BROWSE BY TOPIC
- Investments - Private
- Investor Protection
- Investments - Unsuitable
- Compliance Concepts
- Investments - Strategies
- Regulatory Sanctions
- Rules & Regulations
- Bad Advisors
- Bad Brokers
- Boiler Rooms
- Wall Street News
- Terminations/Cost Cutting
- General News
- Donald Trump & Co.
- Big Banks
Stories of Interest
- Sarah ten Siethoff is New Associate Director of SEC Investment Management Rulemaking Office
- Catherine Keating Appointed CEO of BNY Mellon Wealth Management
- Credit Suisse to Pay $47Mn to Resolve DOJ Asia Probe
- SEC Chair Clayton Goes 'Hat in Hand' Before Congress on 2019 Budget Request
- SEC's Opening Remarks to the Elder Justice Coordinating Council
- Massachusetts Jury Convicts CA Attorney of Securities Fraud
- Deutsche Bank Says 3 Senior Investment Bankers to Leave Firm
- World’s Biggest Hedge Fund Reportedly ‘Bearish On Financial Assets’
- SEC Fines Constant Contact, Popular Email Marketer, for Overstating Subscriber Numbers
- SocGen Agrees to Pay $1.3 Billion to End Libya, Libor Probes
- Cryptocurrency Exchange Bitfinex Briefly Halts Trading After Cyber Attack
- SEC Names Valerie Szczepanik Senior Advisor for Digital Assets and Innovation
- SEC Modernizes Delivery of Fund Reports, Seeks Public Feedback on Improving Fund Disclosure
- NYSE Says SEC Plan to Limit Exchange Rebates Would Hurt Investors
- Deutsche Bank faces another challenge with Fed stress test
- Former JPMorgan Broker Files racial discrimination suit against company
- $3.3Mn Winning Bid for Lunch with Warren Buffett
- Julie Erhardt is SEC's New Acting Chief Risk Officer
- Chyhe Becker is SEC's New Acting Chief Economist, Acting Director of Economic and Risk Analysis Division
- Getting a Handle on Virtual Currencies - FINRA
We seek to provide information, insights and direction that may enable the Financial Community to effectively and efficiently operate in a regulatory risk-free environment by curating content from all over the web.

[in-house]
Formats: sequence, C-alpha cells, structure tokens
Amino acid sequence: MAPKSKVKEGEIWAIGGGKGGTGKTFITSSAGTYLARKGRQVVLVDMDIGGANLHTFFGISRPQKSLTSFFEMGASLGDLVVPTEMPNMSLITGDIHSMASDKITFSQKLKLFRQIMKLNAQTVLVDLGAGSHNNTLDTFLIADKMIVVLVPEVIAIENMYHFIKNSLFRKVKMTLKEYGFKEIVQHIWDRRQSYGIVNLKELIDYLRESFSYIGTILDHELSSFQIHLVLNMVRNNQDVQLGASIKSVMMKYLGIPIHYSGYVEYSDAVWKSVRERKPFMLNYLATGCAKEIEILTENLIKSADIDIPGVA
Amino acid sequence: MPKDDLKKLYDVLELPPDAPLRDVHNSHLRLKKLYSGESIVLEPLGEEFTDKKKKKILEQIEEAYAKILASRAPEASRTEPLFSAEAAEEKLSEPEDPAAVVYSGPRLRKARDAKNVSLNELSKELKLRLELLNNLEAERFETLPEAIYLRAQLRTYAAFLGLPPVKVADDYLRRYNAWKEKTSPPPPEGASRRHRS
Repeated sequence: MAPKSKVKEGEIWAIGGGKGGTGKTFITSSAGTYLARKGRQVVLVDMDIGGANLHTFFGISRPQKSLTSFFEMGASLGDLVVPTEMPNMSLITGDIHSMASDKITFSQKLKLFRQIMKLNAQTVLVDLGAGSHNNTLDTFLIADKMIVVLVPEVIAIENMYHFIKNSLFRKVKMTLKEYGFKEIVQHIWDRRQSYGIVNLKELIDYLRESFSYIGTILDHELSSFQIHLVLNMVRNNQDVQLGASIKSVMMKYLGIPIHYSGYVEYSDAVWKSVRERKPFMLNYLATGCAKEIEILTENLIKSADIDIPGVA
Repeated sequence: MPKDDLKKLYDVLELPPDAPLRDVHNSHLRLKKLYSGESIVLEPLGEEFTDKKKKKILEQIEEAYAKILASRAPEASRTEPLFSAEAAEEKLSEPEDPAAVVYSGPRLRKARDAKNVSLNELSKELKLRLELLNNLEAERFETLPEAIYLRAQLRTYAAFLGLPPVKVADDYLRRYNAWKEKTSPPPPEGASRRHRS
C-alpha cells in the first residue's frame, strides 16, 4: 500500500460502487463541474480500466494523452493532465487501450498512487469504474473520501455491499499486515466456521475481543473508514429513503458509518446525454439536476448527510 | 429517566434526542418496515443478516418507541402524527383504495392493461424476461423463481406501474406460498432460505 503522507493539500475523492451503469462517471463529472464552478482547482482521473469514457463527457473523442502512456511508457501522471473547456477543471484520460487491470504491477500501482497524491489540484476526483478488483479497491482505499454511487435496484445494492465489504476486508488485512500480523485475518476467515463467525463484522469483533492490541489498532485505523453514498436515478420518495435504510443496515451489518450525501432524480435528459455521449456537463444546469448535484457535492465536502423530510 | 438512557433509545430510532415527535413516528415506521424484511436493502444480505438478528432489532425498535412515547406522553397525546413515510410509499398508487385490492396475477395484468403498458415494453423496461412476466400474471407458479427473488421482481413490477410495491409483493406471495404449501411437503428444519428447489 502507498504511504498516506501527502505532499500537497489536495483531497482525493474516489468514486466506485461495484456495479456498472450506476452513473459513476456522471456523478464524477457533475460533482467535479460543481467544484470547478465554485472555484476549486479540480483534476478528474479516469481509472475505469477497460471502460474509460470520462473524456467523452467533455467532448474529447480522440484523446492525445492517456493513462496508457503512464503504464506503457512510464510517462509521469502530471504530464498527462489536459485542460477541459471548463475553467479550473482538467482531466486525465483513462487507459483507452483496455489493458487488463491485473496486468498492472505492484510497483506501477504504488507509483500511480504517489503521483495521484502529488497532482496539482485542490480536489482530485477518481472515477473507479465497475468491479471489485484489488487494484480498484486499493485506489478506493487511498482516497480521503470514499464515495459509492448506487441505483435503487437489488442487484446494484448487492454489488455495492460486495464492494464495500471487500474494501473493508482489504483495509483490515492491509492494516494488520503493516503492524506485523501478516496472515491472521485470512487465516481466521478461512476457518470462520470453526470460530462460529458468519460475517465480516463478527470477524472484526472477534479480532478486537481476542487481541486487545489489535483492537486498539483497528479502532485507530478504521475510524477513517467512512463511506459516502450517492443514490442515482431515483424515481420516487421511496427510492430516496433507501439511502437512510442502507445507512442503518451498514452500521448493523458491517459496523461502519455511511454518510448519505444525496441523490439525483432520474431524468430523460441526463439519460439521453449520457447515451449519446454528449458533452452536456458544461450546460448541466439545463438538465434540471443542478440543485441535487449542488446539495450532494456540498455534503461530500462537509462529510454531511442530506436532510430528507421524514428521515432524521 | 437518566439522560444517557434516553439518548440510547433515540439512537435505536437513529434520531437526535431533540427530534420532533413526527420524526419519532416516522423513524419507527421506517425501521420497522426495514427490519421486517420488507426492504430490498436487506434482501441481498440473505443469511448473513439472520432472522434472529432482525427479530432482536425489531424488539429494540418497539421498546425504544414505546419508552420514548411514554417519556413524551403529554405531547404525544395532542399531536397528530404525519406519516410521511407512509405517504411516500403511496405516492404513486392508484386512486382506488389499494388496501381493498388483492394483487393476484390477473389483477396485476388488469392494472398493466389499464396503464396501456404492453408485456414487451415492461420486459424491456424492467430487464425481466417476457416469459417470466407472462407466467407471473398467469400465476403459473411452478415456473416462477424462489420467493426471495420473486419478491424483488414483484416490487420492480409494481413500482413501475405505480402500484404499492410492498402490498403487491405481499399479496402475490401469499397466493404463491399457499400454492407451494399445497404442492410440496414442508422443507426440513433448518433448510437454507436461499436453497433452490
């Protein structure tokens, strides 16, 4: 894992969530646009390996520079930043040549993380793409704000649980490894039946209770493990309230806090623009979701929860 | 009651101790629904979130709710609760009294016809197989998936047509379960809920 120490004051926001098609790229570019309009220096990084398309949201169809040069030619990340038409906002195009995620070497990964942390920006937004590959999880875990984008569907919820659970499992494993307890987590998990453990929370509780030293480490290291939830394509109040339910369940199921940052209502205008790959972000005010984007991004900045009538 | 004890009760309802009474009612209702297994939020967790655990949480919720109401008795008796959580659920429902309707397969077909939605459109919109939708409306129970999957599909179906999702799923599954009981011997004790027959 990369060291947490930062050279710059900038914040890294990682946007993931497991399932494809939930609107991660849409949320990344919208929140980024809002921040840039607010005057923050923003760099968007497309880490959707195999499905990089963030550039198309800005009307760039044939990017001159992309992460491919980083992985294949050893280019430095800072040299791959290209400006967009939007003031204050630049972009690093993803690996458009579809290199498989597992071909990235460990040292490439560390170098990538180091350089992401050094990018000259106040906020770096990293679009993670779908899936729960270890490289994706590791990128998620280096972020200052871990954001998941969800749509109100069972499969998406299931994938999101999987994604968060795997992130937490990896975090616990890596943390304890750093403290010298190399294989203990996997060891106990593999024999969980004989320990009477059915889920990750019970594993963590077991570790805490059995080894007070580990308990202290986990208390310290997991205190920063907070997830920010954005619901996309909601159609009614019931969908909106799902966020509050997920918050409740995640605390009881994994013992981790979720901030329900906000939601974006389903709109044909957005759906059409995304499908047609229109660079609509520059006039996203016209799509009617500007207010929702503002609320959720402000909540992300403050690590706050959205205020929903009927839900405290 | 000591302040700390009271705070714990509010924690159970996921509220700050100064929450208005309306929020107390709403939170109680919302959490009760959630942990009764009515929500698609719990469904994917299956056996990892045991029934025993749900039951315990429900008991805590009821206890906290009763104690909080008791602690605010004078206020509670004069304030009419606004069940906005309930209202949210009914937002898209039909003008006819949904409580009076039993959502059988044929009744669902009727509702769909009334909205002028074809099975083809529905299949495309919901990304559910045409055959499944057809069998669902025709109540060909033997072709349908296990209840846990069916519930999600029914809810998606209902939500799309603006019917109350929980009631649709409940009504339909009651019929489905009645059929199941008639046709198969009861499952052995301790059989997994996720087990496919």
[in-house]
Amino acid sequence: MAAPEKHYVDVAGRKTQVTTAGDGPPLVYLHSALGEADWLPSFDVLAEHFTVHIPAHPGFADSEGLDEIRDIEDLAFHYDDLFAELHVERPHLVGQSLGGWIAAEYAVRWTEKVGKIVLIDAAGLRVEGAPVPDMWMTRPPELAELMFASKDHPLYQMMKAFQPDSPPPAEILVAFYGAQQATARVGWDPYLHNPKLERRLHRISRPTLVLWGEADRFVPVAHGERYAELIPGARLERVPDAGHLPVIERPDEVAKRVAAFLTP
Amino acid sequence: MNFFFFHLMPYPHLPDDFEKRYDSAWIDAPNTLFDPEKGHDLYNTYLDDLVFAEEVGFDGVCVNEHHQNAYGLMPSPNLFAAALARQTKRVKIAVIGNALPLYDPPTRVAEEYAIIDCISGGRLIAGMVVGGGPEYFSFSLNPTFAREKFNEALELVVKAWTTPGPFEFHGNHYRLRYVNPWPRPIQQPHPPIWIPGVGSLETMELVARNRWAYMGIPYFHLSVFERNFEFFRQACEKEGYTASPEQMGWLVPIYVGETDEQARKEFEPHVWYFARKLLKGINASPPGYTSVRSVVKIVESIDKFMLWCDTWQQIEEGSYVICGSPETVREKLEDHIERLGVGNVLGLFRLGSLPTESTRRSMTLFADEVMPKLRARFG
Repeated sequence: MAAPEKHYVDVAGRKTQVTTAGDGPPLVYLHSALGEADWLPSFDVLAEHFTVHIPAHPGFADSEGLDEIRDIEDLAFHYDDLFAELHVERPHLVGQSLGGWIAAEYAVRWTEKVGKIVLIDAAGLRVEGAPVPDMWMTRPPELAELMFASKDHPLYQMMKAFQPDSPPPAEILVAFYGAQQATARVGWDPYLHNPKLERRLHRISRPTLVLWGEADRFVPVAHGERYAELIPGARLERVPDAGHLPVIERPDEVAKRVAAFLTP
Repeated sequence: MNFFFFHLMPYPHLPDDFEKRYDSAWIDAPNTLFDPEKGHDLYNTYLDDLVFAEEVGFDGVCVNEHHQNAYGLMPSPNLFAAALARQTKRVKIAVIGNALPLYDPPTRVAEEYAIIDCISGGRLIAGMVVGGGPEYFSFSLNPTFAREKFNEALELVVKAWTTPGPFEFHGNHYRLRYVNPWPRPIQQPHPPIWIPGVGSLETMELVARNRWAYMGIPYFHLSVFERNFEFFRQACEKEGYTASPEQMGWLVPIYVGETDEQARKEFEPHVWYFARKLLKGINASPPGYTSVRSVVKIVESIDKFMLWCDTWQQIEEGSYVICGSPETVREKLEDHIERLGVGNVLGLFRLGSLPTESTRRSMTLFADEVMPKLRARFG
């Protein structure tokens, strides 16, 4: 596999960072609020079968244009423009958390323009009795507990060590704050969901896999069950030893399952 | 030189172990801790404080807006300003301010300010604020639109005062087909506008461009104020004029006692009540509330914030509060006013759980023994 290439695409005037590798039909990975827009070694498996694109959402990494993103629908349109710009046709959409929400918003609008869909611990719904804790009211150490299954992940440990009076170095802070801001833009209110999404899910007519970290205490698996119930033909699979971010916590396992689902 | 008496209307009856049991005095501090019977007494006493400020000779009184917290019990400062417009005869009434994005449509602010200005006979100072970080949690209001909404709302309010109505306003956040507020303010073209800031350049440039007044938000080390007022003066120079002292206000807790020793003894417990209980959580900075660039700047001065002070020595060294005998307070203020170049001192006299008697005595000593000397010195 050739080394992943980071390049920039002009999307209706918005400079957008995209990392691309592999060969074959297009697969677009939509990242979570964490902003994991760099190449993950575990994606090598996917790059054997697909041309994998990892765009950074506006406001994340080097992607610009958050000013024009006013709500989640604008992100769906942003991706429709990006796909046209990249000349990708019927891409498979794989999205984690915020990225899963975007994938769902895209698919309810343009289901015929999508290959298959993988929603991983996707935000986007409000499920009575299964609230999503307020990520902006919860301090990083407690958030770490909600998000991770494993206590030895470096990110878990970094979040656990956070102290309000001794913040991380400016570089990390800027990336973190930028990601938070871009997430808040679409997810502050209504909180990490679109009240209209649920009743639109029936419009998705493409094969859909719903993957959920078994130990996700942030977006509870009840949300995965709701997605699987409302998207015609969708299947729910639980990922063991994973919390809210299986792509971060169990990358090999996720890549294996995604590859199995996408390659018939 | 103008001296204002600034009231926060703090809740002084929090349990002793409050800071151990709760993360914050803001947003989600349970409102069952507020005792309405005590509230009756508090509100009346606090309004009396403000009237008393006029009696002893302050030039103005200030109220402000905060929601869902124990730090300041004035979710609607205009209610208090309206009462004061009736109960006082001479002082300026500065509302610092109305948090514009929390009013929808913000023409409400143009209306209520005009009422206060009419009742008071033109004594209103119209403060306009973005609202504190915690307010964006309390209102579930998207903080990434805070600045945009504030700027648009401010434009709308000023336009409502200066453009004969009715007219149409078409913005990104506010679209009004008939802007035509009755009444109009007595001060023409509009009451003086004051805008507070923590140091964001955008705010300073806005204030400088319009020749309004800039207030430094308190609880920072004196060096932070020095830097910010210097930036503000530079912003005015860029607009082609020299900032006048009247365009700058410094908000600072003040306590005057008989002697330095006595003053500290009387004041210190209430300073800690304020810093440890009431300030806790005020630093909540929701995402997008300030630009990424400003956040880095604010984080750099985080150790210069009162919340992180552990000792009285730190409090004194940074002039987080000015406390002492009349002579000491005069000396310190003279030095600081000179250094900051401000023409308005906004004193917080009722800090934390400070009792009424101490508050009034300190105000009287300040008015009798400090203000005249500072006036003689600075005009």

Stay Informed with the latest fanancialish news.
NEWSLETTERS & ALERTS
Investments - Unsuitable
Hidden Figures at Van Clemens & Co.
by Howard Haykin
A 44-year old woman moved her IRA to Van Clemens and Co., a small Minneapolis-based broker-dealer, where her broker, Peter Monson, took control of the account and excessively traded microcap stocks. Before becoming Monson’s customer 2 years earlier, she had only invested in mutual funds and never purchased individual stocks.
At the time the woman made the move, the IRA account was worth $429,000. Two-and-a-half years later, the account value was down to $76,000 – thanks to $215,000 in trading losses and broker commissions, along with a $138,000 withdrawal used to finance a family business.
WHAT WENT WRONG. From the outset, Monson asserted effective control over the customer’s account. Besides the fact that the broker rarely spoke with his customer, it was clear the woman had little understanding about managing a securities portfolio. Perhaps she was also intimidated by Monson who, when they first met, had 20 years’ experience and a clean disciplinary record. For that matter, Van Clemens had been in business since 1975 and it too had a relatively clean track record.
However, it didn’t take long for matters to deteriorate:
- Monson traded excessively. Rather than take a conservative approach - i.e., to buy and hold (invest) in stocks - Monson engaged in frequent trading, including occasional in-and-out trades. Over one 13-month period, he executed 187 trades in the account.
- Monson focused nearly entirely on risky ‘microcap’ stocks. Monson had no interest in buying shares of large companies that traded on stock exchanges. Instead, he traded small public companies with market capitalizations of between $50 million to $300 million that traded over-the-counter. 'Microcap' stocks, in general, are riskier and less stable and, because there’s limited public information available about these companies, fraud and market manipulation are quite common in ‘microcaps’.
- Monson concentrated the account heavily in individual securities. Rather than diversify, Monson repeatedly loaded up on shares of individual companies. One such company, Alpha Natural Resources (‘ANR’), accounted for nearly 26% of her portfolio. Unfortunately, one month after acquiring the shares, the price of ANR shares fell 85%.
- Van Clemens and Co. failed to supervise the account. Despite Monson’s excessive and unsuitable trading, firm supervisors did nothing to slow down the trading or otherwise protect the customer.
- Customer learned she had advanced-stage cancer. Even upon learning that the customer was deathly ill with advanced-stage cancer, Monson continued to actively trade the account.
HIDDEN FIGURES – UNDISCLOSED SETTLEMENT. After the customer’s death, Van Clemens and Monson entered into a settlement agreement with the customer’s estate concerning losses resulting from the unsuitable trading. Yet, there’s nothing on record to disclose the customer’s complaint or the terms of this settlement – i.e., HIDDEN FIGURES. Sadly, the first anyone learned of the violative conduct by the firm and the broker was when FINRA posted its sanctions against the pair – more than 3 years after the violations occurred.
It's interesting to note that Monson is still on Van Clemens' payroll. They apparently deserve one another.